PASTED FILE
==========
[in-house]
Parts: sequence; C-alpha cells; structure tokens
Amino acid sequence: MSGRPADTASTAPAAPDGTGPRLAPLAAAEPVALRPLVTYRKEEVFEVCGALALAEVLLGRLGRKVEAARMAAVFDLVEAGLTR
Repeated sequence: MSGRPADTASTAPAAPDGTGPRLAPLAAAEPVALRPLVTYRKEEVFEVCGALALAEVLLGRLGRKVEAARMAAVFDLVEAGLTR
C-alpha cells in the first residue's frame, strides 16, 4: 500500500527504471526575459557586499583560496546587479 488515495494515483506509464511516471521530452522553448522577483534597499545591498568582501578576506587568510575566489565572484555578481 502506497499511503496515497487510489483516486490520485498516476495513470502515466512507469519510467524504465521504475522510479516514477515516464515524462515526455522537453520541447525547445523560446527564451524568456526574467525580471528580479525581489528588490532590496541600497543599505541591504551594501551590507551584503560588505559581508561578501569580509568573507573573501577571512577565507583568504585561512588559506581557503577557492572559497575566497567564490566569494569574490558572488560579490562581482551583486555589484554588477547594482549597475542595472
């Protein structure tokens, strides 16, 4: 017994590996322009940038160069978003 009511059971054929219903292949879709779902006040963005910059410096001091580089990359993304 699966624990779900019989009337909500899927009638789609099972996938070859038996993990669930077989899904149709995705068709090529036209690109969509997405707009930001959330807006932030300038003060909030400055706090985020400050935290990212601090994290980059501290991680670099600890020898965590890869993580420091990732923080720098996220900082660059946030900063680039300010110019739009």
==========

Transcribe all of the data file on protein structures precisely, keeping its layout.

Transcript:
[in-house]
Parts: sequence; C-alpha cells; structure tokens
Amino acid sequence: MSGRPADTASTAPAAPDGTGPRLAPLAAAEPVALRPLVTYRKEEVFEVCGALALAEVLLGRLGRKVEAARMAAVFDLVEAGLTR
Repeated sequence: MSGRPADTASTAPAAPDGTGPRLAPLAAAEPVALRPLVTYRKEEVFEVCGALALAEVLLGRLGRKVEAARMAAVFDLVEAGLTR
C-alpha cells in the first residue's frame, strides 16, 4: 500500500527504471526575459557586499583560496546587479 488515495494515483506509464511516471521530452522553448522577483534597499545591498568582501578576506587568510575566489565572484555578481 502506497499511503496515497487510489483516486490520485498516476495513470502515466512507469519510467524504465521504475522510479516514477515516464515524462515526455522537453520541447525547445523560446527564451524568456526574467525580471528580479525581489528588490532590496541600497543599505541591504551594501551590507551584503560588505559581508561578501569580509568573507573573501577571512577565507583568504585561512588559506581557503577557492572559497575566497567564490566569494569574490558572488560579490562581482551583486555589484554588477547594482549597475542595472
């Protein structure tokens, strides 16, 4: 017994590996322009940038160069978003 009511059971054929219903292949879709779902006040963005910059410096001091580089990359993304 699966624990779900019989009337909500899927009638789609099972996938070859038996993990669930077989899904149709995705068709090529036209690109969509997405707009930001959330807006932030300038003060909030400055706090985020400050935290990212601090994290980059501290991680670099600890020898965590890869993580420091990732923080720098996220900082660059946030900063680039300010110019739009």